Man who tried to create ISIS-inspired terror cell in U.S gets 15 years in prison
A man who tried to create a terrorist cell to carry out attacks in the U.S. in the name of the Islamic State was sentenced Monday to 15 years in federal prison, half the amount sought by federal prosecutors.
Erick Jamal Hendricks, of Charlotte, North Carolina, was convicted by a jury in March of trying to recruit and train ISIS sympathizers. He vetted people to see if they were suitable to join him, espoused radical views, and instructed others to vet additional possible recruits through social media.
The U.S. Attorney’s Office asked U.S. District Judge John Adams to sentence Hendricks, 38, to 30 years in prison, the maximum amount of time allowed for the two charges for which the jury found him guilty. However, Adams said a lesser sentence was warranted.
Much of Monday’s hearing focused on the sentences given to five anarchists convicted in a plot to blow up the Ohio 82 bridge over the Cuyahoga Valley National Park in 2012. The U.S. Probation Office recommended sentences of more than 30 years for several of the men, but the most any of them received was 12 1/2 years.
Adams repeatedly pressed lawyers on both sides whether it was fair for those men, who were found guilty in a plot that involved actually pressing a button on what they thought was a detonator, to get shorter sentences than Hendricks, who committed most of his acts online and did not participate in any attack.
In the end, Adams said he did not rely on the bridge-bombing case when issuing his sentence. The judge noted Hendricks’ crimes but also said Hendricks’ actions in court were respectful and that he carried himself with “a certain quiet dignity.”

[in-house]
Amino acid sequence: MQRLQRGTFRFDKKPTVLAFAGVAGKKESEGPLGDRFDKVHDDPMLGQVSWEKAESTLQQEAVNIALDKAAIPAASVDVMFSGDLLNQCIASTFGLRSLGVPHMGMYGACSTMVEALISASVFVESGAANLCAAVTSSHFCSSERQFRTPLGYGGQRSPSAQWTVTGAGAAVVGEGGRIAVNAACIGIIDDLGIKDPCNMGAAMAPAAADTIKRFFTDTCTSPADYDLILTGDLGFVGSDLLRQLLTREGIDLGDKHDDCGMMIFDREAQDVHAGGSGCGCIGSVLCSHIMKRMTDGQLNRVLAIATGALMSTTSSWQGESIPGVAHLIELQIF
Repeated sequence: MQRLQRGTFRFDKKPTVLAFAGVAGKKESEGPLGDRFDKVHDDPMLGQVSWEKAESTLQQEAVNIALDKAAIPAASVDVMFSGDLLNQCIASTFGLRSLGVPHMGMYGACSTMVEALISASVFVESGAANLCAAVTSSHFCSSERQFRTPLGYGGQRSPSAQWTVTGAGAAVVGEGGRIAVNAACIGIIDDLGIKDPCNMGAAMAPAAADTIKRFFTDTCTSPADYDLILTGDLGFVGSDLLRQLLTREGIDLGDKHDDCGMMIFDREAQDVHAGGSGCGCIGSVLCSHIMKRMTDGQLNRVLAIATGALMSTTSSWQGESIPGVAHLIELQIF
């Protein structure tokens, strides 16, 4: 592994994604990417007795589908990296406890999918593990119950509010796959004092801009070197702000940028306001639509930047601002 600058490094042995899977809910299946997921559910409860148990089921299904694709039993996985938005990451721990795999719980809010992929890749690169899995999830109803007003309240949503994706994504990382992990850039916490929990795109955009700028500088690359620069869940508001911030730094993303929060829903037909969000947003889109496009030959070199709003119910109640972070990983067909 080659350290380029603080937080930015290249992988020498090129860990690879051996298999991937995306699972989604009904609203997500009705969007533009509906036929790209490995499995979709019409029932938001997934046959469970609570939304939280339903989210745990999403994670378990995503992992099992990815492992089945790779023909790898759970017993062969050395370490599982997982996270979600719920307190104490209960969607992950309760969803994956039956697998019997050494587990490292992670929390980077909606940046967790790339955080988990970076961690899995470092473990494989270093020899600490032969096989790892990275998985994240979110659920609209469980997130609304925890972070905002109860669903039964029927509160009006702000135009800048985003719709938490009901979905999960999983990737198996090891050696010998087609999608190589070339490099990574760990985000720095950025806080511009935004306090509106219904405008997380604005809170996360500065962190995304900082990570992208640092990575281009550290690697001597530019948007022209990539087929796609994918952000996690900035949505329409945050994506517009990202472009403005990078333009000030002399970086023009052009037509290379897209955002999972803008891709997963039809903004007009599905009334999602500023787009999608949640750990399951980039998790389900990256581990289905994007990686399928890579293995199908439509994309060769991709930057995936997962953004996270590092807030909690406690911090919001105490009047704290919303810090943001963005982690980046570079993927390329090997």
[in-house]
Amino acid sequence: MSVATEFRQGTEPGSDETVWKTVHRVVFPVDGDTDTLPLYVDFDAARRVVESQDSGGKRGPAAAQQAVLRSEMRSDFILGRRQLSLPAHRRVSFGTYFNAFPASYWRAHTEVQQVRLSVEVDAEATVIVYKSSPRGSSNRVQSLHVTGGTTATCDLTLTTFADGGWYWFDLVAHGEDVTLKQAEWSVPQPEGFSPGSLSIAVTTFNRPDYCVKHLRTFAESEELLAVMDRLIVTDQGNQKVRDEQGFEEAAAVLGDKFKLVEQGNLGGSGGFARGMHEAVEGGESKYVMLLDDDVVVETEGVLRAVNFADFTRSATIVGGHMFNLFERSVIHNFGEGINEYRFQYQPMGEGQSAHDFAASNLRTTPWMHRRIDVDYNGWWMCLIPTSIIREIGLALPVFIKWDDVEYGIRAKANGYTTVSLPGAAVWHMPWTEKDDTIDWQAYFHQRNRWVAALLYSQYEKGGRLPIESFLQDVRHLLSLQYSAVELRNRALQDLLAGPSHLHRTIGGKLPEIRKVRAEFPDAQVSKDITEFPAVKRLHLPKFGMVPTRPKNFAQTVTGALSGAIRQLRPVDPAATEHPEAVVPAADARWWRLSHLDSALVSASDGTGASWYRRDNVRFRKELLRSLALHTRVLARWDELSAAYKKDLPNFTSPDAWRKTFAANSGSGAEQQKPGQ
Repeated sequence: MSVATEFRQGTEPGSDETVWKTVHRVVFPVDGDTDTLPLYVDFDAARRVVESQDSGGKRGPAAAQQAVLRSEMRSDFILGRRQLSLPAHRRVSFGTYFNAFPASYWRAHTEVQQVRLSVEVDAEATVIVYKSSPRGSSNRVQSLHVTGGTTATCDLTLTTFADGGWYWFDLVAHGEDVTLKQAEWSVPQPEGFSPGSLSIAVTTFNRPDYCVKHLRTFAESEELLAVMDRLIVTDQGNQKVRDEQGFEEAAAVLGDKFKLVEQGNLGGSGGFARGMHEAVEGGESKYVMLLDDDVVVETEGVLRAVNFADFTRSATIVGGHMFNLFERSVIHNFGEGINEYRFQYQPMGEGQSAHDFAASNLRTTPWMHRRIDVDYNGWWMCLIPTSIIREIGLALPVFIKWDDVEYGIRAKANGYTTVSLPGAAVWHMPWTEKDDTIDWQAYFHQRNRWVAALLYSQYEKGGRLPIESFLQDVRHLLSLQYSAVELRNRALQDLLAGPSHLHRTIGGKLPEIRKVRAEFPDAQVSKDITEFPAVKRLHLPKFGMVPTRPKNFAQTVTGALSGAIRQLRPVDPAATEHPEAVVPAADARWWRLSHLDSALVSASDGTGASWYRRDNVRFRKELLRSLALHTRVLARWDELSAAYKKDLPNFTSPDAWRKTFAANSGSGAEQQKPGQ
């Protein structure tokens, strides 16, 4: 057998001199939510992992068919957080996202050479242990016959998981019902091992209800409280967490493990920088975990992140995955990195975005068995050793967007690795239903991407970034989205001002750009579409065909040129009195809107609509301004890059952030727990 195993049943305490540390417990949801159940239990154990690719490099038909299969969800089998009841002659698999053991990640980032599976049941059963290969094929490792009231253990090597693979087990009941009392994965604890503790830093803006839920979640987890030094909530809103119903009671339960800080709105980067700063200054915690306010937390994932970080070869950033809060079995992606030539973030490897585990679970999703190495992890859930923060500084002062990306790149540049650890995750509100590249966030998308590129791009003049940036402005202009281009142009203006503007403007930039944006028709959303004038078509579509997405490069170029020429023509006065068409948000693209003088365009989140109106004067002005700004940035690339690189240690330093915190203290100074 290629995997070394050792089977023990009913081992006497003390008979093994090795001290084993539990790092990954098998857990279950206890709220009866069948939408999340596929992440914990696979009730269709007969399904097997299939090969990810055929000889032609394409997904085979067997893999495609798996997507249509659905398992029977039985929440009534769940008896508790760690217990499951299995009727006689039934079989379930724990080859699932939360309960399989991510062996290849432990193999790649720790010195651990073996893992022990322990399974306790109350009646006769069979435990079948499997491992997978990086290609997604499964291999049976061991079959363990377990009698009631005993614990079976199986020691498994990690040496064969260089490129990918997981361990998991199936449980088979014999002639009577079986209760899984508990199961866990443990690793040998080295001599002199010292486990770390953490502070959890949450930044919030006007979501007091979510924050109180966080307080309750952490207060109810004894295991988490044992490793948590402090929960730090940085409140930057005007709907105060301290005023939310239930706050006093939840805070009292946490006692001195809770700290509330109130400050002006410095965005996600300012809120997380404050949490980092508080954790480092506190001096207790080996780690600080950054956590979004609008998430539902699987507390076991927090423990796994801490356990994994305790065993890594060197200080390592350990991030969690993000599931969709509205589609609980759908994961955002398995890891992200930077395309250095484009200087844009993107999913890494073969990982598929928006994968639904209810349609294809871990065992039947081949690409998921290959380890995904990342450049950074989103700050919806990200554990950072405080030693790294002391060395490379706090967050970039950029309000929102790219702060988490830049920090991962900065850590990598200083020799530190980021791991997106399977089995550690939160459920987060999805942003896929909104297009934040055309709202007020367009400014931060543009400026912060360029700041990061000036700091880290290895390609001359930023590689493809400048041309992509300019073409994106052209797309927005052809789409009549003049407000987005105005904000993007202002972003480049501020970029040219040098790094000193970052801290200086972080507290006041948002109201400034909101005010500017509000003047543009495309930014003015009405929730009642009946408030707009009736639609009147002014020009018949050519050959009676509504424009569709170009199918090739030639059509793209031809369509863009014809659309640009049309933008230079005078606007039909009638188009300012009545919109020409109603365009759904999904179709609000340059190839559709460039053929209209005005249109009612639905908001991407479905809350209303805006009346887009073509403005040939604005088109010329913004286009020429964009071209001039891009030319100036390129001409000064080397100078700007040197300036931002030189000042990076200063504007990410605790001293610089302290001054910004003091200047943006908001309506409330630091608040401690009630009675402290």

The judge said he would further outline the reasons for the sentence in a written order.
Hendricks’ federal public defender Ed Bryan asked Adams for a 10-year prison sentence. Hendricks maintains his innocence and is expected to appeal his convictions.
“I’m not the person that my accusers accused me of being,” said Hendricks, who wore an orange jail jumpsuit with his hands shackled at the waist. He asked the judge for mercy, but said nothing of the crimes of which a jury found him guilty.
Adams said Hendricks will be on probation for life, which he reasoned will allow the government to closely monitor his activities once released. He also barred Hendricks from having any terrorist literature.
Hendricks was arrested in North Carolina in August 2016. His trial was one of the more interesting to take place in federal court in Akron in some time, and included an undercover agent testifying to a courtroom closed to the public.
Prosecutors said Hendricks did much of his work through Twitter and various encrypted chat apps, though the FBI tracked him in Baltimore as he met in person with someone he believed to be a recruit. That man was an FBI agent.
Hendricks exhibited a sense of paranoia and used counter-surveillance measures, often changing social media handles and breaking up words related to the Islamic faith with spaces when using chat apps on his phone, authorities said.
Justice Department attorney Rebecca Magnone said at trial that Hendricks had plans to buy land off the grid in rural areas in California and New Mexico to train recruits.
A large part of the government’s case against Hendricks centered on his connection to one of two gunmen who opened fire at “The First Annual Muhammad Art Exhibit and Contest” in Garland, Texas in May 2015. Elton Simpson and Nadir Hamid Soofi drove from Phoenix to Garland, which is outside Dallas. They wounded a security guard before a police officer and killed them.
Hendricks was not in Texas but was chatting with an undercover FBI agent before and after Simpson and Soofi opened fire. The agent testified that he was in Garland at the time and saw Simpson and Soofi open fire, but he was not aware of the pair’s plan before it was executed.